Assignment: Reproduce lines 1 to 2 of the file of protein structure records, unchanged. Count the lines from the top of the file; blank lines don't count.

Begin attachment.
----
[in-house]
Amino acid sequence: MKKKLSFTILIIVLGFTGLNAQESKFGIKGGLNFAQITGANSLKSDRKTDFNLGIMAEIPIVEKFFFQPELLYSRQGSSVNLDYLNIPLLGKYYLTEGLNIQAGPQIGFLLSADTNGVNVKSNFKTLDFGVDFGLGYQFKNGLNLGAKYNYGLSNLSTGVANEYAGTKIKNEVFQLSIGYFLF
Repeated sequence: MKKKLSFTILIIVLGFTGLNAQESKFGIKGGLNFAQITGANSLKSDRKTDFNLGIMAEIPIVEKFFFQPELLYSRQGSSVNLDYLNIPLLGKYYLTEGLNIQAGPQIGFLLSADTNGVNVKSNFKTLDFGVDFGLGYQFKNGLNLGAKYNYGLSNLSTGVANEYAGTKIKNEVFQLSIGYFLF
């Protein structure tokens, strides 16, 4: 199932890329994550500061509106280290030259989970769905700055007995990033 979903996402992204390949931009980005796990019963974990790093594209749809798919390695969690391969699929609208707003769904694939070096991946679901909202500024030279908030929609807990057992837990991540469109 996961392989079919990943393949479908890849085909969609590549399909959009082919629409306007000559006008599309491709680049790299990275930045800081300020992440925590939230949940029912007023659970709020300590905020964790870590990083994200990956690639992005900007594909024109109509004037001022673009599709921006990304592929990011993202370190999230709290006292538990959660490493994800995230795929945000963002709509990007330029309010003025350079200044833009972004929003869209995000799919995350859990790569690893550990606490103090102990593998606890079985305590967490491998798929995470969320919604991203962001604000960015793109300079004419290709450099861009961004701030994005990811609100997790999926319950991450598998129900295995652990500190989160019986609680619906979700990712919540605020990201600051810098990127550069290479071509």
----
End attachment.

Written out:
[in-house]
Amino acid sequence: MKKKLSFTILIIVLGFTGLNAQESKFGIKGGLNFAQITGANSLKSDRKTDFNLGIMAEIPIVEKFFFQPELLYSRQGSSVNLDYLNIPLLGKYYLTEGLNIQAGPQIGFLLSADTNGVNVKSNFKTLDFGVDFGLGYQFKNGLNLGAKYNYGLSNLSTGVANEYAGTKIKNEVFQLSIGYFLF